I continue to make progress on two of my current projects. Yesterday I completed one pattern repeat on the Leaves of Grass sock. See?
The picture does not do the yarn color justice. It's much greener. The lace pattern is fairly easy to work, although the ssk and pass procedure offers a good opportunity for dropped stitches. I'm finding, too, that the Dale Tiur splits fairly easily. That's pretty annoying. Overall, these socks are going to turn out well (assuming I don't get smacked down by gauge "issues").
I've been measuring every couple of rows as I continue knitting the armscye for the Too-Many-Choices Top. At last measure, I calculated that I had about four more rows to knit before starting the bind-off for the round neck. Well, that calculation has been proved wrong. When I laid the top out to photograph it, it came in at just over five inches. Time to tink back a row or two! Here it is, in all of its blue-y goodness:
Margene is hosting a Twisted Knitters Dye, Spin, Knit Along. Go check it out! I've joined (like I need to join another "along"), hoping that it will force me to start dyeing and improve my spinning. Twisted Knitters will run for six months, which should be plenty of time to get something accomplished. Twisting my logic slightly, I used this DSK-Along to justify ordering The Twisted Sisters Sock Workbook. I also ordered Traditional Knitted Shawls in order to take advantage of free shipping. I have a couple of laceweight yarns in stash and I'd like to design my own shawl and this book seemed like it would provide a good jumping off point. This is another bit of twisted logic. I've never successfully knit a lace shawl. Other than the Milanese Scarf, I've never designed anything. So what makes me think that I can design and knit a beautiful intricate lace shawl right off the bat? Am I truly deluded? I like to think of it as "extending my boundaries."
I received an electronic copy of The Simple Living Newsletter. It has an article by a woman who decided not to buy anything than the necessities for one year. It's a very interesting read. (It's also interesting to note that the Simple Living Network's resources are all available for purchase online.)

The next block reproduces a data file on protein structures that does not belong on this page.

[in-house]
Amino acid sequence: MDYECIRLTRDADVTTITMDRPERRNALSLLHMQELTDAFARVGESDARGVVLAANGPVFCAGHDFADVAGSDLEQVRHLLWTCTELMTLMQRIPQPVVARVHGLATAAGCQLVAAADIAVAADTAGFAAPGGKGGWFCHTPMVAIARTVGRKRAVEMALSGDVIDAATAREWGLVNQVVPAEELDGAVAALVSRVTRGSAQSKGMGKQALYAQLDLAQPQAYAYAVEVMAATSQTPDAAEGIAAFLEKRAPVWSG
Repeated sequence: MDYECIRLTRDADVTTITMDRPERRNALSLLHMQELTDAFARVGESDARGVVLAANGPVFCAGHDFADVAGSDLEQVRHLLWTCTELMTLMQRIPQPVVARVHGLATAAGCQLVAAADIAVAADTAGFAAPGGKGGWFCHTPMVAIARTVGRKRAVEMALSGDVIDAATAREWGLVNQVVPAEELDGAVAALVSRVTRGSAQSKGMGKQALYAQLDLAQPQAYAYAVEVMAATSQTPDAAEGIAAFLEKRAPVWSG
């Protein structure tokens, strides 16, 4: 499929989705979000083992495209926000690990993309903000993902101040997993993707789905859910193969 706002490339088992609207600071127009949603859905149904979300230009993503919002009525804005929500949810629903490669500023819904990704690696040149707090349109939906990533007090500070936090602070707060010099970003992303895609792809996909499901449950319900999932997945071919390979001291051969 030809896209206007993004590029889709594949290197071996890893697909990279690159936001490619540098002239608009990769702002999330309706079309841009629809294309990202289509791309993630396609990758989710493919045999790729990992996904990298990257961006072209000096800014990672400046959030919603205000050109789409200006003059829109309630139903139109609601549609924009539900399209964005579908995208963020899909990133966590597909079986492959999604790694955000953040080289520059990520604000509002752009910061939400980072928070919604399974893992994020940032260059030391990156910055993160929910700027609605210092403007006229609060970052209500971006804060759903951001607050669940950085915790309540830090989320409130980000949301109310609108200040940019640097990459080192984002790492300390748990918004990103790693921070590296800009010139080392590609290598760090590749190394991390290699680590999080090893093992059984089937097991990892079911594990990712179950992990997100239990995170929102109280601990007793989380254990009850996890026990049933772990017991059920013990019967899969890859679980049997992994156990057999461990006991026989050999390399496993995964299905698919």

In the spirit of "Not Buying It," I've decided (for the most part) to not buy any yarn until I've reduced my stash a bit. Now, you must understand that I do not have a large stash. By most knitter's standards, my stash is very small (two boxes). I do not (well, mostly) buy yarn just because I like it. Most of the yarn was bought with a specific project in mind. I do not buy full bags of the stuff. I have enough sock yarn for maybe six pairs of socks, enough laceweight for two shawls, and enough other stuff for a couple of sweaters and scarves. Given how fast I knit, I have enough yarn to last me several years. So this exercise shouldn't be too painful (at least until I go to Maryland Sheep & Wool next year).
In general, I don't think Tom and I purchase a lot of stuff. Most of our disposable income goes to food and wine. We've started using the library more. We wear our clothes until they are no longer serviceable; likewise for our shoes. It helps that we both despise shopping. Shopping is not fun; it's a very painful exercise, made more painful by the fact that it's hard for both of us to find clothes that fit well. Most of our furniture is antique, which we acquired from our families. And at Christmas, we try (but aren't always successful) to give handmade gifts.
Tom is off doing a 19-mile run this morning, so there will be some knitting this afternoon. If I'm good, maybe I'll get the first half of the Too-Many-Choices Top done. I need to clean the house, but (and this sounds silly) I don't want to vacuum up Jez's cat hair. That's sort of a lame attempt to keep her "essence" around (I miss that little cat so much.) We'll do a short run tomorrow morning and then meet some friends for brunch. And I really need to make some soups or stews that we can take for lunches.
Well, this turned out to be a long, rambling, and disorganized post. Have a wonderful weekend!